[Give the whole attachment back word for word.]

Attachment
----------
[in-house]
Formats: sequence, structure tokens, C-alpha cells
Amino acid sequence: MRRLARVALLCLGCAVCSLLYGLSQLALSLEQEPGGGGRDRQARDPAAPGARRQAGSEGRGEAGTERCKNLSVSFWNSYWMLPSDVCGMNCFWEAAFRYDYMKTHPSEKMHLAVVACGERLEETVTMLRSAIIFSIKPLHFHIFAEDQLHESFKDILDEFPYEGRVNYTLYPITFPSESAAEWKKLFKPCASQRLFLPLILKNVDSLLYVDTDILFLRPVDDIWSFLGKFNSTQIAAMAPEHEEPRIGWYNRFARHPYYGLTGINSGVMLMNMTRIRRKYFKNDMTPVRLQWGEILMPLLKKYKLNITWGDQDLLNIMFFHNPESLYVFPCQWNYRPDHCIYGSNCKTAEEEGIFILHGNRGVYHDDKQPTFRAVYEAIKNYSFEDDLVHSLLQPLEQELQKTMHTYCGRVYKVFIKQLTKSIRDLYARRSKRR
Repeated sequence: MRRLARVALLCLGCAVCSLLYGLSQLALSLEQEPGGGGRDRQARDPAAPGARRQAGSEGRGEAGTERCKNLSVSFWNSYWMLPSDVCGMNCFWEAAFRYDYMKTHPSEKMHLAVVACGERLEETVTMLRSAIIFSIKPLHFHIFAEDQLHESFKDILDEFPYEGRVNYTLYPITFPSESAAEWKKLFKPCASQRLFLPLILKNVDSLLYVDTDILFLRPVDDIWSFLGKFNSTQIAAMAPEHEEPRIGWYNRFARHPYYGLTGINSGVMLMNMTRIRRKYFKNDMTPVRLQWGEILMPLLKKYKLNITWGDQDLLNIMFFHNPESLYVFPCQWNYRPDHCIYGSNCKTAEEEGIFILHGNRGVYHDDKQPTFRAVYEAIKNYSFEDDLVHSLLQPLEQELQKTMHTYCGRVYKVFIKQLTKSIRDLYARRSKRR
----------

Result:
[in-house]
Formats: sequence, structure tokens, C-alpha cells
Amino acid sequence: MRRLARVALLCLGCAVCSLLYGLSQLALSLEQEPGGGGRDRQARDPAAPGARRQAGSEGRGEAGTERCKNLSVSFWNSYWMLPSDVCGMNCFWEAAFRYDYMKTHPSEKMHLAVVACGERLEETVTMLRSAIIFSIKPLHFHIFAEDQLHESFKDILDEFPYEGRVNYTLYPITFPSESAAEWKKLFKPCASQRLFLPLILKNVDSLLYVDTDILFLRPVDDIWSFLGKFNSTQIAAMAPEHEEPRIGWYNRFARHPYYGLTGINSGVMLMNMTRIRRKYFKNDMTPVRLQWGEILMPLLKKYKLNITWGDQDLLNIMFFHNPESLYVFPCQWNYRPDHCIYGSNCKTAEEEGIFILHGNRGVYHDDKQPTFRAVYEAIKNYSFEDDLVHSLLQPLEQELQKTMHTYCGRVYKVFIKQLTKSIRDLYARRSKRR
Repeated sequence: MRRLARVALLCLGCAVCSLLYGLSQLALSLEQEPGGGGRDRQARDPAAPGARRQAGSEGRGEAGTERCKNLSVSFWNSYWMLPSDVCGMNCFWEAAFRYDYMKTHPSEKMHLAVVACGERLEETVTMLRSAIIFSIKPLHFHIFAEDQLHESFKDILDEFPYEGRVNYTLYPITFPSESAAEWKKLFKPCASQRLFLPLILKNVDSLLYVDTDILFLRPVDDIWSFLGKFNSTQIAAMAPEHEEPRIGWYNRFARHPYYGLTGINSGVMLMNMTRIRRKYFKNDMTPVRLQWGEILMPLLKKYKLNITWGDQDLLNIMFFHNPESLYVFPCQWNYRPDHCIYGSNCKTAEEEGIFILHGNRGVYHDDKQPTFRAVYEAIKNYSFEDDLVHSLLQPLEQELQKTMHTYCGRVYKVFIKQLTKSIRDLYARRSKRR